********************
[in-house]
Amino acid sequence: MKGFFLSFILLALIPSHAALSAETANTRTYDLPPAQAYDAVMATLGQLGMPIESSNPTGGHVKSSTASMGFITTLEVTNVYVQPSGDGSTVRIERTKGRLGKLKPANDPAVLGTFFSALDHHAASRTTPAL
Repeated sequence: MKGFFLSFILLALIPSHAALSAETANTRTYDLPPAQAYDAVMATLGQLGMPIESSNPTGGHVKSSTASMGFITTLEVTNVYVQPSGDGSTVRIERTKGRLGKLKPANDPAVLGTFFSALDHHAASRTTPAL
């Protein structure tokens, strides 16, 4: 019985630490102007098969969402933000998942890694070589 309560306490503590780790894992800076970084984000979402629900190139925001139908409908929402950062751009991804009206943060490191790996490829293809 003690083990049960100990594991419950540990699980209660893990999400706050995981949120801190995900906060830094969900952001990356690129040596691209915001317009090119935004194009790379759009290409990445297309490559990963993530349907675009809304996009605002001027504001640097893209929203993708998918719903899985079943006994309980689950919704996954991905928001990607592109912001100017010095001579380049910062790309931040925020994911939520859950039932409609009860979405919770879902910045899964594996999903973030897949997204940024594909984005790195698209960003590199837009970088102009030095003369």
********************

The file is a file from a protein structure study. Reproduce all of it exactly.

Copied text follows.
[in-house]
Amino acid sequence: MKGFFLSFILLALIPSHAALSAETANTRTYDLPPAQAYDAVMATLGQLGMPIESSNPTGGHVKSSTASMGFITTLEVTNVYVQPSGDGSTVRIERTKGRLGKLKPANDPAVLGTFFSALDHHAASRTTPAL
Repeated sequence: MKGFFLSFILLALIPSHAALSAETANTRTYDLPPAQAYDAVMATLGQLGMPIESSNPTGGHVKSSTASMGFITTLEVTNVYVQPSGDGSTVRIERTKGRLGKLKPANDPAVLGTFFSALDHHAASRTTPAL
């Protein structure tokens, strides 16, 4: 019985630490102007098969969402933000998942890694070589 309560306490503590780790894992800076970084984000979402629900190139925001139908409908929402950062751009991804009206943060490191790996490829293809 003690083990049960100990594991419950540990699980209660893990999400706050995981949120801190995900906060830094969900952001990356690129040596691209915001317009090119935004194009790379759009290409990445297309490559990963993530349907675009809304996009605002001027504001640097893209929203993708998918719903899985079943006994309980689950919704996954991905928001990607592109912001100017010095001579380049910062790309931040925020994911939520859950039932409609009860979405919770879902910045899964594996999903973030897949997204940024594909984005790195698209960003590199837009970088102009030095003369």